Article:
Cover image: Using animals to tell stories of conflict and peace

Using animals to tell stories of conflict and peace

Isy Mead, Head of Learning at The Story Museum in Oxford, introduces a new set of film-based primary resources to support study of the First World War through new global perspectives – and animals! Stories help us understand our world and connect with others. Sharing stories leads to empathy, empathy to peace. It is fitting then, that in 2016, The Story Museum teamed up with 14-18 NOW, the five-year programme of extraordinary arts experiences connecting people with the First World War. Our remit: to produce six new stories about the war. In a ground-breaking way. In a way which raises awareness of the global nature of war, beyond simply ‘trenches and poppies.’ In a way which makes a difficult subject accessible and familiar. And so we searched for – and found - animals - from around the world - with true stories to tell! These animals have a lot to say - and a lot to teach us. Animals, being innocent participants in the war, allow us to explore universal emotions and human reactions. They also naturally draw sympathy from children. This provides a perfect basis to learn and understand diverse perspectives from around the world at this crucial moment in our history. And this will segue into the way they consider others within all the global issues happening today. Here they are:
  • Lizzie, the Elephant. Lizzie travelled all the way from India to Sheffield, to replace the work of the horses at a steel factory, because the horses had all been sent to the Front.
  • Corporal, a Koala: the mascot of the Australian regiment, who ends up in Gallipoli with shell shock.
  • El-Shimla, a War Camel, part of the Imperial Camel Corps of Egypt in 1916, who fought in the Arab Revolt with Laurence of Arabia.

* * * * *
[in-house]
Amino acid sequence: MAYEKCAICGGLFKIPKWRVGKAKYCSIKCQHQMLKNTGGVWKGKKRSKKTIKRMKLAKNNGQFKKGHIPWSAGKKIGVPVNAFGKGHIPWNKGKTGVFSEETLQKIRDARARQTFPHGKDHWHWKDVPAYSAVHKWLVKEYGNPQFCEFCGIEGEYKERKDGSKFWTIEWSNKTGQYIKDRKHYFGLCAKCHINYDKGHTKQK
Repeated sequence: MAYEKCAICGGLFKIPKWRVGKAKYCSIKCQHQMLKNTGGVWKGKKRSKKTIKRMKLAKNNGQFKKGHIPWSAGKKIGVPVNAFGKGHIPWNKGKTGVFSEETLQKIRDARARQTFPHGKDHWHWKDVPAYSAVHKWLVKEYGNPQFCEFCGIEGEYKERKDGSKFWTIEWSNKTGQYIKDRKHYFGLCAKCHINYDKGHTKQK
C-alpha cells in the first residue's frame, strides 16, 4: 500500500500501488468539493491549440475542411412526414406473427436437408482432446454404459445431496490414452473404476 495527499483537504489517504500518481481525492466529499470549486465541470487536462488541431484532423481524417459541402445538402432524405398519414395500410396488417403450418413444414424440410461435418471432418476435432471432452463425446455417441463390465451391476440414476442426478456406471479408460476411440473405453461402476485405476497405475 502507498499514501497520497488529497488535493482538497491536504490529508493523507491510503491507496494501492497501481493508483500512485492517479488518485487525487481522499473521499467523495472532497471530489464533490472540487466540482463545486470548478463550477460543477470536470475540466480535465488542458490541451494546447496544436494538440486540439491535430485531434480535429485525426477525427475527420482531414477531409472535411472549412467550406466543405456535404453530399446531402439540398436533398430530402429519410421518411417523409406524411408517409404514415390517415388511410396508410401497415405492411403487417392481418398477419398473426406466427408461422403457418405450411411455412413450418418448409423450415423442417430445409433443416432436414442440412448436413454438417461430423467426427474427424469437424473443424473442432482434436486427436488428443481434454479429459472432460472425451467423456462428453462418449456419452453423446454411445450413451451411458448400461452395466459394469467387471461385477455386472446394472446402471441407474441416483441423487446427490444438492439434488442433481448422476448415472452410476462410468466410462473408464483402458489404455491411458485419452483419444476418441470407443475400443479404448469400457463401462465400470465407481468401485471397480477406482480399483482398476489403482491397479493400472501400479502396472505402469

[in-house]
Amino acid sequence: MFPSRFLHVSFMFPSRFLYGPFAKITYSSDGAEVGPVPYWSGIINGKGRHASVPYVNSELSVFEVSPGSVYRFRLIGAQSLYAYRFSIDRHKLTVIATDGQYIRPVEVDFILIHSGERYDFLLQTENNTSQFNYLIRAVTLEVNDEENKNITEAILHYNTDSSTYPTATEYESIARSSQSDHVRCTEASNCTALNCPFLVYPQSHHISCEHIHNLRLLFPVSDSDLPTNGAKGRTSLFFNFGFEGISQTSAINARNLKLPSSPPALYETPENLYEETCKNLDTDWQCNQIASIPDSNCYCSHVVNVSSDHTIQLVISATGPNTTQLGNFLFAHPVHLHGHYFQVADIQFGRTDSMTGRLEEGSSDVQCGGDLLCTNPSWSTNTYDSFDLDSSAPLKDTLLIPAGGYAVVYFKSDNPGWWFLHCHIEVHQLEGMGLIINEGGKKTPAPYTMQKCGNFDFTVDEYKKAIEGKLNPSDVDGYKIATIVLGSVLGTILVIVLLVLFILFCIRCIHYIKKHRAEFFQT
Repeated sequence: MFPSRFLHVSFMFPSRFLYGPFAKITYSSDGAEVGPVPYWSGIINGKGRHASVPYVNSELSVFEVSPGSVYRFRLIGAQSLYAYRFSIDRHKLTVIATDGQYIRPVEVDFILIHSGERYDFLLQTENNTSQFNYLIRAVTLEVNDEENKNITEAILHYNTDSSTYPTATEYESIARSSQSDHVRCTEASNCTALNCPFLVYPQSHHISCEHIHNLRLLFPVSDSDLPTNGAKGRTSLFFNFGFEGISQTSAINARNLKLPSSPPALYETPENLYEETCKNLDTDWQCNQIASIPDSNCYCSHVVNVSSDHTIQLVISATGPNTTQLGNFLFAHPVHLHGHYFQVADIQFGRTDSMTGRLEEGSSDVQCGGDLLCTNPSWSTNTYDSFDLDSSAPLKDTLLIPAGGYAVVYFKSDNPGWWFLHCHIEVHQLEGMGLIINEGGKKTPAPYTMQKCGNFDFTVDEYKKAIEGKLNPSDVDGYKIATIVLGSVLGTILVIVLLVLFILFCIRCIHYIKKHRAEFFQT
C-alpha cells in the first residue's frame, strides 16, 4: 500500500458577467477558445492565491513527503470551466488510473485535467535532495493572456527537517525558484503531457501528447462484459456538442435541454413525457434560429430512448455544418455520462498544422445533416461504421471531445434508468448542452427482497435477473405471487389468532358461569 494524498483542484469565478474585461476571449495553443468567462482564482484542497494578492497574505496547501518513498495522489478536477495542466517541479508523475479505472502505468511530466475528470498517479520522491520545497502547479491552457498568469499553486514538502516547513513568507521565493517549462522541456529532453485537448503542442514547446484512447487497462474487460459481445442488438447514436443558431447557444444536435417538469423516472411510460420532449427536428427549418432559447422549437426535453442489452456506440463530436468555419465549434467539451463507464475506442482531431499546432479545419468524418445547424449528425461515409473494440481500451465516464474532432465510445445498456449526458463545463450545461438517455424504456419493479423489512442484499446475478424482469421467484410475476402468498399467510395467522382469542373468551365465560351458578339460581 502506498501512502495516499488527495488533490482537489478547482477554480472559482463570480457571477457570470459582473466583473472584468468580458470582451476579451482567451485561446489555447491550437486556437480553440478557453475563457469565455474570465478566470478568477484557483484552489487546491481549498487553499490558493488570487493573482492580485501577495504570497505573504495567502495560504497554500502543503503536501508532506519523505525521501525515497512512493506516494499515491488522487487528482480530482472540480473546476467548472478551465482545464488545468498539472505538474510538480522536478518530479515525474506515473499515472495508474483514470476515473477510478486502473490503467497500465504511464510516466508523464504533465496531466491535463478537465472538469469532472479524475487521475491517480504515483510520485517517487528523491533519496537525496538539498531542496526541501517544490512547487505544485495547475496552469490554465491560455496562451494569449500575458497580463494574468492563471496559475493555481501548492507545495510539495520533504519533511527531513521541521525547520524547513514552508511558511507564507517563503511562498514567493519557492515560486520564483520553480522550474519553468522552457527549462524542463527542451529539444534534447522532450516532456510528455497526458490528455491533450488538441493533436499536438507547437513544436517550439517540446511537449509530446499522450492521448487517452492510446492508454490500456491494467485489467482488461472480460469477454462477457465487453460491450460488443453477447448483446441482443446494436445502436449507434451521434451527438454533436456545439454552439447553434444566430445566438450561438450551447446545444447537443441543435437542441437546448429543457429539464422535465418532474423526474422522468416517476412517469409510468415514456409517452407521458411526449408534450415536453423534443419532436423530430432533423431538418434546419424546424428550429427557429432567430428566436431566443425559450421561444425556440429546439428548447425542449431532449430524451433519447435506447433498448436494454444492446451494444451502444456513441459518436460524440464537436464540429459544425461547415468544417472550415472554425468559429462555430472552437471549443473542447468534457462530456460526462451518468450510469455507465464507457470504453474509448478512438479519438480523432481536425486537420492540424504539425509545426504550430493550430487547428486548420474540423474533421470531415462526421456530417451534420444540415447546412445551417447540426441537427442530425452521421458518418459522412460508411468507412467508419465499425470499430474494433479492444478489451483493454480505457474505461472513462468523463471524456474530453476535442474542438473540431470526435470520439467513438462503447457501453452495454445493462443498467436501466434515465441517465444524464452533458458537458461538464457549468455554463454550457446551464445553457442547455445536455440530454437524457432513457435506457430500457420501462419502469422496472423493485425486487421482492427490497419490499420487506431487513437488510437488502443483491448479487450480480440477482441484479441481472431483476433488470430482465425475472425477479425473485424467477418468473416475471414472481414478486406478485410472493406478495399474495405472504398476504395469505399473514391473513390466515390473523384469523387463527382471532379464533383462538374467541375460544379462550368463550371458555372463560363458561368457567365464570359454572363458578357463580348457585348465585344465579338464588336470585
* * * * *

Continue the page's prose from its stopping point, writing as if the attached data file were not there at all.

• A ‘very gallant gentleman,’ a carrier pigeon, who flew through torrential weather, just in time to save lives at sea.
  • Ali Pasha, the tortoise veteran of Gallipoli who was smuggled on-board HMS Implacable, bound for urgent duties in the Mediterranean.
  • Anansi the Spider, who tells harrowing tales of [then-named] British West Indian Regiment, and how the racism the soldiers confronted from their fellow soldiers was far worse than the war they were fighting together.
'Incredible Journey' animal groupThe films are accompanied by background context and extensive lesson plan ideas with a wealth of cross-curricular links, including Literacy, History, global diversity topics, Art, Drama and more besides. The lesson plan activities combine thought-provoking questions for discussion as well as engaging activities. Your class could put a camel on trial for murder, write a letter to an elephant, trace the journey of a tortoise across the world, design a cryptic message for a carrier pigeon, make a medal and award ceremony for a spider, or write an obituary for a camel! So if you are looking for activities with a global dimension to enhance your teaching of this crucial moment our history, these resources would be just what you are looking for. Watch the films and download the lesson plans here: 14-18 NOW is a five-year programme of extraordinary arts experiences connecting people with the First World War. Working with partners across the UK, the programme commissions new artworks from artists across all artforms, inspired by the period 1914-18. The Story Museum is a registered charity (no. 1107809) which harnesses the power of story to inspire learning and to improve wellbeing. Our story-based learning projects in schools and communities have been running since 2005, showing positive impacts on attainment and attitudes. In April 2014 The Story Museum opened as a venue in central Oxford, providing a year-round programme of exhibitions and events to schools and to the general public.